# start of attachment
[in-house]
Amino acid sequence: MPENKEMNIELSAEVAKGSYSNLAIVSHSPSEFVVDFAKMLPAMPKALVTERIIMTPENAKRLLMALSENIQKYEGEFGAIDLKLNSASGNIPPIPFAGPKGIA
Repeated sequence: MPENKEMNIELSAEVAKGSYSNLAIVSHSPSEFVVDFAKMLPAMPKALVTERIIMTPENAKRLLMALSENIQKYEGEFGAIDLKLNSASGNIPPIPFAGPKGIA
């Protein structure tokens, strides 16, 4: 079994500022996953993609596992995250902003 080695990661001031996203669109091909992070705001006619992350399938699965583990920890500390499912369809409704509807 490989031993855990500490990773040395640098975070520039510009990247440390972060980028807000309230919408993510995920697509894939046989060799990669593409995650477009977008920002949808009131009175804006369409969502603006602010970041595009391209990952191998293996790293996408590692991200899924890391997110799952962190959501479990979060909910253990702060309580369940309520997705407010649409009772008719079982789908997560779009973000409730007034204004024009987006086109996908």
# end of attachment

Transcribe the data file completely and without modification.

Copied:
[in-house]
Amino acid sequence: MPENKEMNIELSAEVAKGSYSNLAIVSHSPSEFVVDFAKMLPAMPKALVTERIIMTPENAKRLLMALSENIQKYEGEFGAIDLKLNSASGNIPPIPFAGPKGIA
Repeated sequence: MPENKEMNIELSAEVAKGSYSNLAIVSHSPSEFVVDFAKMLPAMPKALVTERIIMTPENAKRLLMALSENIQKYEGEFGAIDLKLNSASGNIPPIPFAGPKGIA
């Protein structure tokens, strides 16, 4: 079994500022996953993609596992995250902003 080695990661001031996203669109091909992070705001006619992350399938699965583990920890500390499912369809409704509807 490989031993855990500490990773040395640098975070520039510009990247440390972060980028807000309230919408993510995920697509894939046989060799990669593409995650477009977008920002949808009131009175804006369409969502603006602010970041595009391209990952191998293996790293996408590692991200899924890391997110799952962190959501479990979060909910253990702060309580369940309520997705407010649409009772008719079982789908997560779009973000409730007034204004024009987006086109996908």